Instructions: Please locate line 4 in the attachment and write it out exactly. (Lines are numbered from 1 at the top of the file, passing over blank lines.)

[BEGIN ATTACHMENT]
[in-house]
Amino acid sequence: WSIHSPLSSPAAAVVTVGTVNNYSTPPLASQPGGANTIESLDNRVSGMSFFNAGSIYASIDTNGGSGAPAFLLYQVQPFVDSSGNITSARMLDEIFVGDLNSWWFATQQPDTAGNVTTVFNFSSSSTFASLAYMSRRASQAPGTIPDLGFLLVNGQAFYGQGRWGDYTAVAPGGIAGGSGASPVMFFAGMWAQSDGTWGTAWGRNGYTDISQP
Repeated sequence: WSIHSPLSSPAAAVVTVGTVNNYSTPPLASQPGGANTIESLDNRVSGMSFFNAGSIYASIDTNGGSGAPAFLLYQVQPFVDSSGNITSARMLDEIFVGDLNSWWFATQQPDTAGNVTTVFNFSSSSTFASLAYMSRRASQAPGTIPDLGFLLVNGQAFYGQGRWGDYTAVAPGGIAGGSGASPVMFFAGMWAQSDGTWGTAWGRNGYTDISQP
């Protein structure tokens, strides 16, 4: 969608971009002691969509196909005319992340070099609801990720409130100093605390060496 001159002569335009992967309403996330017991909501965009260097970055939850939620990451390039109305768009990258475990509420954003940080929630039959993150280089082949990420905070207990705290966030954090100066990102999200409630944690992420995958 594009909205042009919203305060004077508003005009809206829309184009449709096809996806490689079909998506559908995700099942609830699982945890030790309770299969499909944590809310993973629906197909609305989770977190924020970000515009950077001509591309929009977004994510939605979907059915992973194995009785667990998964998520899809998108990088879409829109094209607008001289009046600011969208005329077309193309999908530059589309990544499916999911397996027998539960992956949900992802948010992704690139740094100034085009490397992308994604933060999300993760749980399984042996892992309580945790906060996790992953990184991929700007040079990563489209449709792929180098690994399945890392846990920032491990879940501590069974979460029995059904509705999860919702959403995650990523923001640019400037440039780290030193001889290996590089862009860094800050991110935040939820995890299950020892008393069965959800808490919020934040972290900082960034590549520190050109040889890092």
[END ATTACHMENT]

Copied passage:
């Protein structure tokens, strides 16, 4: 969608971009002691969509196909005319992340070099609801990720409130100093605390060496 001159002569335009992967309403996330017991909501965009260097970055939850939620990451390039109305768009990258475990509420954003940080929630039959993150280089082949990420905070207990705290966030954090100066990102999200409630944690992420995958 594009909205042009919203305060004077508003005009809206829309184009449709096809996806490689079909998506559908995700099942609830699982945890030790309770299969499909944590809310993973629906197909609305989770977190924020970000515009950077001509591309929009977004994510939605979907059915992973194995009785667990998964998520899809998108990088879409829109094209607008001289009046600011969208005329077309193309999908530059589309990544499916999911397996027998539960992956949900992802948010992704690139740094100034085009490397992308994604933060999300993760749980399984042996892992309580945790906060996790992953990184991929700007040079990563489209449709792929180098690994399945890392846990920032491990879940501590069974979460029995059904509705999860919702959403995650990523923001640019400037440039780290030193001889290996590089862009860094800050991110935040939820995890299950020892008393069965959800808490919020934040972290900082960034590549520190050109040889890092």